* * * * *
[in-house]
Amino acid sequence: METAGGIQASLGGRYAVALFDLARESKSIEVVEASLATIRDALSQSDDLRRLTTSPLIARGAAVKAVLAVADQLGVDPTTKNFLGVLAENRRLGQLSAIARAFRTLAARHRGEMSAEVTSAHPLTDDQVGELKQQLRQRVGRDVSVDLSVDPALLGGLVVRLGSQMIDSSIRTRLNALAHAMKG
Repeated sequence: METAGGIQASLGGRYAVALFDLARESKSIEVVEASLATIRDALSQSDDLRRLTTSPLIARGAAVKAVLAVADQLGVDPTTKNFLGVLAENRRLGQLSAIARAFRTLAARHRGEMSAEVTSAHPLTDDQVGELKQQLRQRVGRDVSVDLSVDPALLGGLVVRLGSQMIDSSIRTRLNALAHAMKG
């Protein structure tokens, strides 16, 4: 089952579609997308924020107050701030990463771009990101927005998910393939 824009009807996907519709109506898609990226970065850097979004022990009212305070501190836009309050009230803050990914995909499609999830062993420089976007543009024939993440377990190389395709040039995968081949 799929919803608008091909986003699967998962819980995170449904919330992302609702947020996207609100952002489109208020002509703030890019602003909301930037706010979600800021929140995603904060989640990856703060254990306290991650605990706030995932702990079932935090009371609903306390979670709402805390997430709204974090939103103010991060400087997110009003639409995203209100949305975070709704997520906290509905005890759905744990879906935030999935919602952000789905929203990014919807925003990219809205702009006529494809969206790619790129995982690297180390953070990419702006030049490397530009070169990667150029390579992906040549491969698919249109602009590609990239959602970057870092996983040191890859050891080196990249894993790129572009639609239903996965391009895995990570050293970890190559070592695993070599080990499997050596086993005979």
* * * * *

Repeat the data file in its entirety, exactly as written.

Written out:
[in-house]
Amino acid sequence: METAGGIQASLGGRYAVALFDLARESKSIEVVEASLATIRDALSQSDDLRRLTTSPLIARGAAVKAVLAVADQLGVDPTTKNFLGVLAENRRLGQLSAIARAFRTLAARHRGEMSAEVTSAHPLTDDQVGELKQQLRQRVGRDVSVDLSVDPALLGGLVVRLGSQMIDSSIRTRLNALAHAMKG
Repeated sequence: METAGGIQASLGGRYAVALFDLARESKSIEVVEASLATIRDALSQSDDLRRLTTSPLIARGAAVKAVLAVADQLGVDPTTKNFLGVLAENRRLGQLSAIARAFRTLAARHRGEMSAEVTSAHPLTDDQVGELKQQLRQRVGRDVSVDLSVDPALLGGLVVRLGSQMIDSSIRTRLNALAHAMKG
């Protein structure tokens, strides 16, 4: 089952579609997308924020107050701030990463771009990101927005998910393939 824009009807996907519709109506898609990226970065850097979004022990009212305070501190836009309050009230803050990914995909499609999830062993420089976007543009024939993440377990190389395709040039995968081949 799929919803608008091909986003699967998962819980995170449904919330992302609702947020996207609100952002489109208020002509703030890019602003909301930037706010979600800021929140995603904060989640990856703060254990306290991650605990706030995932702990079932935090009371609903306390979670709402805390997430709204974090939103103010991060400087997110009003639409995203209100949305975070709704997520906290509905005890759905744990879906935030999935919602952000789905929203990014919807925003990219809205702009006529494809969206790619790129995982690297180390953070990419702006030049490397530009070169990667150029390579992906040549491969698919249109602009590609990239959602970057870092996983040191890859050891080196990249894993790129572009639609239903996965391009895995990570050293970890190559070592695993070599080990499997050596086993005979």